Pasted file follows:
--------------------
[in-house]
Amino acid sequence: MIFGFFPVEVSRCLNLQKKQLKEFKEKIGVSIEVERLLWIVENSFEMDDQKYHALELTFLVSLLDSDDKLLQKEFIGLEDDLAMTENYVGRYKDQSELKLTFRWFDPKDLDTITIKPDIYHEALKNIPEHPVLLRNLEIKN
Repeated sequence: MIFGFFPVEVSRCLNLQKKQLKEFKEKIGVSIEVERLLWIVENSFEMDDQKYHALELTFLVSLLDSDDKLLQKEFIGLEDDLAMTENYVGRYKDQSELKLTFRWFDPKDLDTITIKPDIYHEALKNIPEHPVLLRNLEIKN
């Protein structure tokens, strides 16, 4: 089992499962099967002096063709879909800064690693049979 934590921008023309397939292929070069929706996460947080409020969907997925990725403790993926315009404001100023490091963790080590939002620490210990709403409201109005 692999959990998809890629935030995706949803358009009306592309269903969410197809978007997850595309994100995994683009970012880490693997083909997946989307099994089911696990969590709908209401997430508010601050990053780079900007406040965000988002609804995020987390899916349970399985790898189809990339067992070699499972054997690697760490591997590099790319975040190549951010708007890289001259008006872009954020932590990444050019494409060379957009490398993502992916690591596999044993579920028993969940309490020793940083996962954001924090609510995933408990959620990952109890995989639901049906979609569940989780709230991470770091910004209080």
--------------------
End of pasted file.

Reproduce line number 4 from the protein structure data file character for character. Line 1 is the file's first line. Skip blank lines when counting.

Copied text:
């Protein structure tokens, strides 16, 4: 089992499962099967002096063709879909800064690693049979 934590921008023309397939292929070069929706996460947080409020969907997925990725403790993926315009404001100023490091963790080590939002620490210990709403409201109005 692999959990998809890629935030995706949803358009009306592309269903969410197809978007997850595309994100995994683009970012880490693997083909997946989307099994089911696990969590709908209401997430508010601050990053780079900007406040965000988002609804995020987390899916349970399985790898189809990339067992070699499972054997690697760490591997590099790319975040190549951010708007890289001259008006872009954020932590990444050019494409060379957009490398993502992916690591596999044993579920028993969940309490020793940083996962954001924090609510995933408990959620990952109890995989639901049906979609569940989780709230991470770091910004209080």